SPOKANE, Wash. -- A new report wants lawmakers to lower the legal blood alcohol limit, which means some people could be legally impaired after one drink.

The report says lowering the legal blood alcohol limit from .08 to .05 will help reduce the number of drunk driving crashes and deaths.

Nationwide, 29 people die every day in alcohol impaired crashes, that is one death every 49 minutes. Those stats are part of why a new report recommends lowering the legal limit.

The National Academies of Sciences, Engineering, and Medicine said their statistics make the change a no brainer: Lives are saved when the legal alcohol limit is dropped to .05.

In several European countries, fatal crashes dropped by 8 to 12 percent. In parts of Australia they dropped from 8 to 18%. A study at the University of Chicago estimated lowering the BAC limit here would reduce fatal alcohol-related crashes by 11 percent.


If this were to happen in Washington state, what would this mean for drivers who have something to drink and then get behind the wheel?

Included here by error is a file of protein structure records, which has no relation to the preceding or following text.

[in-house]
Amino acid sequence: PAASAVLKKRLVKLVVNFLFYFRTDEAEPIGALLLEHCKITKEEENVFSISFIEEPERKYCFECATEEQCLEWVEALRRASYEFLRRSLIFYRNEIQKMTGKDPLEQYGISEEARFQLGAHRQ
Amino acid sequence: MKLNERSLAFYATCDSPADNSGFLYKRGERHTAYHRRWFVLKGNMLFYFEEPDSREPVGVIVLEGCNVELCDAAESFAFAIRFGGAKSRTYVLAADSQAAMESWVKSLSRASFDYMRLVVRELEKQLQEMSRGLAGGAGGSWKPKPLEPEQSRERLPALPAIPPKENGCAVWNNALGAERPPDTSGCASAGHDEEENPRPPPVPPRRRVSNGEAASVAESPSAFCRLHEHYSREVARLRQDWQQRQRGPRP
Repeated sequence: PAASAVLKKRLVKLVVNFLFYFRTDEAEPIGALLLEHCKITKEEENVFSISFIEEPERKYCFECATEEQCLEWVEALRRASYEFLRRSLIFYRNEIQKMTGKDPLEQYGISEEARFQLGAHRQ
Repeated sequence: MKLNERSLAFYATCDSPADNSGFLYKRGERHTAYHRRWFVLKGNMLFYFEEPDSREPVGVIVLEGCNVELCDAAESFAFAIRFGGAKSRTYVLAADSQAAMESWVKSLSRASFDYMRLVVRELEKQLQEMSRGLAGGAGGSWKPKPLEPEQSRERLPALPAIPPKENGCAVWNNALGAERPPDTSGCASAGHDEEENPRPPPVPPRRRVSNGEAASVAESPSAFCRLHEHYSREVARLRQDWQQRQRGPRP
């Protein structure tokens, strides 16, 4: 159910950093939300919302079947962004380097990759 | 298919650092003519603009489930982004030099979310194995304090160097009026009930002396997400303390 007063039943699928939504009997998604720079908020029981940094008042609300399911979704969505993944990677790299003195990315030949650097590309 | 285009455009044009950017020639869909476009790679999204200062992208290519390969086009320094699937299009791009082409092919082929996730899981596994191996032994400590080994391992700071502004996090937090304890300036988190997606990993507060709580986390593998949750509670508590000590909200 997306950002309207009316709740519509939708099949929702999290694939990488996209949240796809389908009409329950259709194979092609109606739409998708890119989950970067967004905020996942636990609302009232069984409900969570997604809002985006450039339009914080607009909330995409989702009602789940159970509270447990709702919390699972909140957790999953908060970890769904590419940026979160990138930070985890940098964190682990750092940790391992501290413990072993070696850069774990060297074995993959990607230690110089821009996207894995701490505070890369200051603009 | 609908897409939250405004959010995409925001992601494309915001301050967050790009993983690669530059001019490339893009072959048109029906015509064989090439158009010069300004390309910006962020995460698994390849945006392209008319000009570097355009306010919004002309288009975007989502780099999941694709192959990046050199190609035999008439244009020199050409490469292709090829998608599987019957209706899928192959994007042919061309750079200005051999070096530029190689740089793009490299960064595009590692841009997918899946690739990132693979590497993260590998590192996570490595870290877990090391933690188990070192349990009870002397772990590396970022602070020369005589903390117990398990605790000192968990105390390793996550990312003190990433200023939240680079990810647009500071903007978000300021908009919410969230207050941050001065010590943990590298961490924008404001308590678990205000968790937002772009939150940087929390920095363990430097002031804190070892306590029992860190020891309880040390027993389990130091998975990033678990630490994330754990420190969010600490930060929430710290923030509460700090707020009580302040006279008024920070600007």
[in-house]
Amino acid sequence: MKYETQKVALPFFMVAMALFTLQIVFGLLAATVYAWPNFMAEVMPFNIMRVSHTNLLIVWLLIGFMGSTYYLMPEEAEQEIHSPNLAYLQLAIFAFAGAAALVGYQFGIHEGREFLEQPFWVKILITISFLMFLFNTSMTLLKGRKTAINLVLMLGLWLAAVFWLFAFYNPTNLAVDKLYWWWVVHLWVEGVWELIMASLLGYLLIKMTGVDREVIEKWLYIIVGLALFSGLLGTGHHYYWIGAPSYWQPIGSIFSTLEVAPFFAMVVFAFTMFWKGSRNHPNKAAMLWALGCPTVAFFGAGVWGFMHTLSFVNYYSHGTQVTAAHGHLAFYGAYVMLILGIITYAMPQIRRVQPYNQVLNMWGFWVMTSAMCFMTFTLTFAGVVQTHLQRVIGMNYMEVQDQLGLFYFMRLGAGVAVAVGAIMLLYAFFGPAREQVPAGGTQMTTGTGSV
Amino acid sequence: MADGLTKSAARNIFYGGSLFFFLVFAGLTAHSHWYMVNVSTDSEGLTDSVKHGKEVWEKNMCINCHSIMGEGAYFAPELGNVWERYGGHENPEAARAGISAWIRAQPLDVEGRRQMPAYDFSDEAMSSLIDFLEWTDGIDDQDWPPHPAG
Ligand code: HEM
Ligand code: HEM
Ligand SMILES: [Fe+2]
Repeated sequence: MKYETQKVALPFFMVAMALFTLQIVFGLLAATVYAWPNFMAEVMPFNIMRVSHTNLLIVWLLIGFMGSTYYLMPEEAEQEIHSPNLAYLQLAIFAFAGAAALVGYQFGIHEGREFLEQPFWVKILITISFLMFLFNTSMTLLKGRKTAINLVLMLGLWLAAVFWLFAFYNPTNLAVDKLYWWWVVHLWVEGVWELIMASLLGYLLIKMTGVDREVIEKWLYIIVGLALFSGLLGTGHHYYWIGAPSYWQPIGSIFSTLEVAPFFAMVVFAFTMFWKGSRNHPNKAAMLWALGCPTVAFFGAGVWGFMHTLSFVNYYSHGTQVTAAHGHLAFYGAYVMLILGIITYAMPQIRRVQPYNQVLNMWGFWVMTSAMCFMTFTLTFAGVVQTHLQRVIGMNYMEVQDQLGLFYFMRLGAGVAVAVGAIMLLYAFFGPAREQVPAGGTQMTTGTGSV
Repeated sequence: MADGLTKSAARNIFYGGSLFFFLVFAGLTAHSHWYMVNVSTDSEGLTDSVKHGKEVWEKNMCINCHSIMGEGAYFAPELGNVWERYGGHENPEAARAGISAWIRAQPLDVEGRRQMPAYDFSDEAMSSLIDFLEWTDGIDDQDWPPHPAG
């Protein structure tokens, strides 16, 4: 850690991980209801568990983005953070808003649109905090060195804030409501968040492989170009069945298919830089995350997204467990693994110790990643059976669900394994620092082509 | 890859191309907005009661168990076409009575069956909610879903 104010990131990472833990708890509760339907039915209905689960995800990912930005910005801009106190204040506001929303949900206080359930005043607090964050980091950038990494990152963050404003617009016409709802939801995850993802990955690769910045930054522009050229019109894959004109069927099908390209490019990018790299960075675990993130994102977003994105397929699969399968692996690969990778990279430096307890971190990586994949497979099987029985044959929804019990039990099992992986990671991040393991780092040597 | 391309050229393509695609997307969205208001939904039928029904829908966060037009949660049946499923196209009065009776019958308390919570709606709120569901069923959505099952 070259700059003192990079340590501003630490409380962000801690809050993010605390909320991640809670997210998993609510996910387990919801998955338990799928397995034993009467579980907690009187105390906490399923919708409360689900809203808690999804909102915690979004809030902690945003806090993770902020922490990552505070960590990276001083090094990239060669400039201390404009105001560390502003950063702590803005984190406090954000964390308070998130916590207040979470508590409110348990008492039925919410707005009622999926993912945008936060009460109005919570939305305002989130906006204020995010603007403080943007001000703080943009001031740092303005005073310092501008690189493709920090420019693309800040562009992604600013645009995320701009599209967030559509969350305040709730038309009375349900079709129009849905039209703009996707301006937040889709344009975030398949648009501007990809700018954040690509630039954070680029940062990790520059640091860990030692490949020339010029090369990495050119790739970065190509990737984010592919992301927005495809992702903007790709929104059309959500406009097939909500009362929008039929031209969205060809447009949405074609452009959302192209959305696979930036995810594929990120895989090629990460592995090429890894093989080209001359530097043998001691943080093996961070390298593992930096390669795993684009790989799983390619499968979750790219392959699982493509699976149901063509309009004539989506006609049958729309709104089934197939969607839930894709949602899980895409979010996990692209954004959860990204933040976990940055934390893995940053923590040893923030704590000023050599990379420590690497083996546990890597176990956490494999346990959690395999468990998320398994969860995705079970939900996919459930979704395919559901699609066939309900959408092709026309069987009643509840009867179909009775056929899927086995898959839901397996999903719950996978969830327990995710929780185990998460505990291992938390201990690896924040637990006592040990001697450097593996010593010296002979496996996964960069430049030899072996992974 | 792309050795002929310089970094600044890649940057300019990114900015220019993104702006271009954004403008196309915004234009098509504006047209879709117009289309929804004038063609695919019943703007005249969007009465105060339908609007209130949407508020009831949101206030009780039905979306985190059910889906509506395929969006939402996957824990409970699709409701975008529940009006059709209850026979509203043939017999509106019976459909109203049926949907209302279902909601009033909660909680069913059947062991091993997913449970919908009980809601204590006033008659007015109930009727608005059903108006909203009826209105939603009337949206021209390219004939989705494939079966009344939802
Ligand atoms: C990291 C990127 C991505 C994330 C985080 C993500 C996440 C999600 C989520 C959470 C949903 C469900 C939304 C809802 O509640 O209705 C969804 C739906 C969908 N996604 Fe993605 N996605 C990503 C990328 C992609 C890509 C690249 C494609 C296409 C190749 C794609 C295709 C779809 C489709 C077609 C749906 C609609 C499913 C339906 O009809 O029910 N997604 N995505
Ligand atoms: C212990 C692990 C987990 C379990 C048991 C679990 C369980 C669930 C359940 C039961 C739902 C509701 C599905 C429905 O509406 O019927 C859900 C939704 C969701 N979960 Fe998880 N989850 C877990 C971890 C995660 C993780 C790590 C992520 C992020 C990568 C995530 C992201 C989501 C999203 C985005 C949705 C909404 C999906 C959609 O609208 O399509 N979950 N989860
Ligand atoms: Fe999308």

For a man who weighs 160 pounds, he can usually have 3 drinks in an hour and be right under the current limit of .08. At .05, he could only have two. For a woman who weighs 160 pounds, she can typically have two drinks in an hour to be under .08. At .05 she could only have one.

But keep in mind, that is just an estimate. There are so many other factors that impact impairment. You should never drink and drive.

“Getting into trying to estimate well, ‘Oh, I'm this size person and I've had this many drinks and therefore, I should be able to safely drive the car,’ once you're going down that calculus, you're on a slippery slope," Associate Professor at the Johns Hopkins Bloomberg School of Public Health David Jernigan said.

Ultimately the goal is to have zero alcohol related crashes. Researchers said this is a good place to start.

"The progress on reducing alcohol-impaired driving has stopped in the U.S. and the number of deaths has actually started creeping back upward," Jernigan explained.

One state has already made the change. In 2017, Utah lowered the limit to .05. It goes into effect at the end of this year.

So will it happen here? An Idaho Transportation Department Transportation employee said everyone is likely waiting to see what happens first in Utah.